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Pittsburg Fulminite Powder Plant Explosion

Few people today have heard about the Powder Plant explosion in Blacklick Township. Recently, on the Cambria County genealogy webpage there was a query about the powder plant explosion and a few weeks later while removing belongings from my parent's home I discovered some old high school Blacklick Township history notes concerning a powder plant explosion. My response elicited some additional info about the name of the person, Peter Overman, who was supposedly killed in the explosion. A check of the obituary index for the Johnstown Tribune revealed that a Peter Overman obituary was published on May 24, 1909. A trip to the Johnstown library and a review of the Tribune newspaper provided the following information about the explosion:

Peter Overman Fatally Burned in Let-Go of 500 Pounds of Explosive
Special to the Tribune

Belsano, May 24 - Peter Overman , fifty-three years old, was so badly burned last Friday morning in the canning department of the plant of the Pittsburg Fulminite Company, one mile below town, that he died about 6 o'clock Saturday evening. Overman, it is said, was stirring powder in a can and when the piece of steel he used came in contact with the side of the can a spark resulted, setting off the powder.

The flames communicated to about 500 pounds of loose powder, which went up in smoke. Mr. Overman was caught in the fire and the clothing was burned from his body. At the time, no one was in the canning department, which is situated some distance from the other buildings, and Mr. Overman was the only employee who suffered. The flames did not communicate to the other structures and only the canning department was damaged, the force of the explosion blowing out one end of the building. All of the houses are constructed of steel, so that they were not burned to the ground, as was reported.

Peter Overman was a widower and well-known in Belsano and vicinity. He has four daughters and two sons living. His remains were taken to Spruce Church in Indiana County, where burial, was made this morning.

The Pittsburg Fulminite Powder Company is controlled by Pittsburg people. The plant is located along the Blacklick & Yellowcreek Railroad running between Vintondale and Belsano.

Source: The Tribune, Johnstown, Pa., Monday Evening May 24, 1909.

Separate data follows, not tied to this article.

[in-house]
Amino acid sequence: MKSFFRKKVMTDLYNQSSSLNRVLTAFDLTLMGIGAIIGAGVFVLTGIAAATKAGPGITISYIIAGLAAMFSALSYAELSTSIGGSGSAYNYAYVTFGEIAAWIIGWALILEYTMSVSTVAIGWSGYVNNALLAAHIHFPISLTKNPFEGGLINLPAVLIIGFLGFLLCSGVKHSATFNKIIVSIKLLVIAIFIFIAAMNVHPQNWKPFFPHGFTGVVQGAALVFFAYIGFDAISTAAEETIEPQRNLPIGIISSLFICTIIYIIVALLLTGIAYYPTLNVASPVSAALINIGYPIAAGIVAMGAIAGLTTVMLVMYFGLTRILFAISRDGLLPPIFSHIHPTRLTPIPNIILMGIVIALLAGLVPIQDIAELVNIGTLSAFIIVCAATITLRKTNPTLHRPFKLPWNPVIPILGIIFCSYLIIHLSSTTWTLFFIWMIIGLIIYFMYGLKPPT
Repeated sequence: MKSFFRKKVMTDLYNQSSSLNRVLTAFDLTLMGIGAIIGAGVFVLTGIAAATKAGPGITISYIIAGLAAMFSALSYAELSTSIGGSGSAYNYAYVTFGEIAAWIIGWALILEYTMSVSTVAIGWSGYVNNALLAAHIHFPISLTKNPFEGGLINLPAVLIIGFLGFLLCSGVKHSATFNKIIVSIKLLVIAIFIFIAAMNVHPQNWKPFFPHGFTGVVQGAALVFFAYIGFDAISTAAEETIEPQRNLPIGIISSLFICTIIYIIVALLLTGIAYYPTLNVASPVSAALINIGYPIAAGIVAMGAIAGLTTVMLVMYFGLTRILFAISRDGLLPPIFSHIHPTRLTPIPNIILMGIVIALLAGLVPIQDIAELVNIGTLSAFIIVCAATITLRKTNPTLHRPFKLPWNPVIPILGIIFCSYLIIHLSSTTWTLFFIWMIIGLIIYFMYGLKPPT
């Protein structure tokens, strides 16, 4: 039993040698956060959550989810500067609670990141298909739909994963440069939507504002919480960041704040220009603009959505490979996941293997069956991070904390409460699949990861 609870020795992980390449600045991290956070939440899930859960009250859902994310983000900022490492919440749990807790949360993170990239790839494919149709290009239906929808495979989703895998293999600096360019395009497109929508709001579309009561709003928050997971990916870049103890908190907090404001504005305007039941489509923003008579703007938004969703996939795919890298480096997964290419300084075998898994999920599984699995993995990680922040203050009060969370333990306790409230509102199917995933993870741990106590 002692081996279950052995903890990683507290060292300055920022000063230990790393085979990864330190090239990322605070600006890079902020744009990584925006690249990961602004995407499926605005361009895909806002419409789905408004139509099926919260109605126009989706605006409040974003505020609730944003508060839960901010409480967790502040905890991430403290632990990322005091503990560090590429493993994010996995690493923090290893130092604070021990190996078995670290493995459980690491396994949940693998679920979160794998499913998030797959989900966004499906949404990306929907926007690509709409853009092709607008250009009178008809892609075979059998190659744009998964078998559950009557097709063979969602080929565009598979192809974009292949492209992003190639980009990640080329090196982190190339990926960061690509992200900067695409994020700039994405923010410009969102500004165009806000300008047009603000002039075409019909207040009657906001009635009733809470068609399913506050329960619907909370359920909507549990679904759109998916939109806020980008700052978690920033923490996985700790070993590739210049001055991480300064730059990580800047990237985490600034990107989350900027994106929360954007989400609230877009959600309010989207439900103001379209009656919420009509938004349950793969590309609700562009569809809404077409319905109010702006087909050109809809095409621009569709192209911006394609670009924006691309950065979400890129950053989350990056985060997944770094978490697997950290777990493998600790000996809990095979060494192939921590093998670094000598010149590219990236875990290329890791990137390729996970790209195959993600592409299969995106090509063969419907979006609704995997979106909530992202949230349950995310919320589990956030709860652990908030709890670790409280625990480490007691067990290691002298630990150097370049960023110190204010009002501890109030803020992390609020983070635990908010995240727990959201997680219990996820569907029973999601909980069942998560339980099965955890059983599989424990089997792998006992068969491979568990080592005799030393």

An internet search for the Pittsburg Fulminite Powder Company turned up nothing with the closest match being an article about the UMWA Proceedings of Joint Conference of Coal Operators and Coal Miners, held in Cincinnati, Ohio on March 8-29, 1910. At this conference a Mr. McCullough provided testimony as excerpted, " When I was sent to the Charleroi mine I found the miners on strike against the use of the new explosive. The company was attempting to introduce a new explosive known as fulminite. I learned that fulminite had not passed the test at the government testing station. With Mr. Johnson, a committee of the miners, some representatives of the International organization, I went to the testing station and conducted a test of the fulminite, the black powder and carbonite. We found by the test made at the government testing station that the fulminite was more dangerous than black powder. That phase of the question was eliminated by Mr. Johnson agreeing to withdraw his demands for the introduction of fulminite."

It is not known if the plant was producing black powder or fulminite. It is believed that the powder plant was producing powder largely for local consumption in the growing coal mining industry in the Blacklick Township area and by farmers for removing tree stumps. The powder plant didn't operate every day, only when they had orders to fill, and employed only 2 or 3 men. The plant experienced several smaller ignitions but the explosion in 1909 totally destroyed the plant and it never operated again.

Approximate Location of the Pittsburg Fulminite Powder Plant

All that remains of the powder plant today are a few large rocks from the foundation. The location of the powder plant was near the intersection of Vic Miller road and the old Cambria & Indiana Railroad (C&I RR) right-of-way near White Mill. The location is on the north side of the railroad right-of-way between Vic Miller Road and the railroad bridge that crosses Elk Creek. At the time of the explosion, the remnants of the Blacklick & Yellowcreek Railroad (B&Y RR) later the C&I RR, passed through White Mill and continued to Stiles Station, just west of the Indiana-Cambria county border in Pine Township, Indiana County. The B&Y RR was locally known as the "Dinky Line" and was used to haul lumber to the Vinton Lumber Company in Vintondale, Pa. The C&I RR toward Colver was constructed on portions of the old B&Y RR roadbed in 1911.

The Peter Overman family is reported to have had a home near Adams Crossing near the intersection of Vic Miller Road and Adams Crossing Road. However, Peter Overman [1857-1909] his wife Adeline (Miller) Overman [1857-1894] and daughter Ella May Overman [1894-1894] all have headstones in the Spruce Grove Wesleyan Methodist Church Cemetery in Cherryhill Township, Indiana County, Pa.

Peter Overman's Headstone

Peter Overman was the son of Joseph Overman and Margaret (Offenheater) Hoffman, who were both German immigrants. Peter's sister, Mary Overman, married Solomon Paul. Peter and Adeline (Miller) Overman had six children. In the 1900 census of Blacklick Township the Peter Overman household consisted of Peter Overman, 43, farmer; two sons, John, 18, and William A., 8; and two daughters, Maggie, 14 and Nellie V., 12. A daughter Bertha Rosella [1883-1965] married Emerson Stephens in 1903. Peter's wife Adeline and daughter, Ella May, died during childbirth in 1894.


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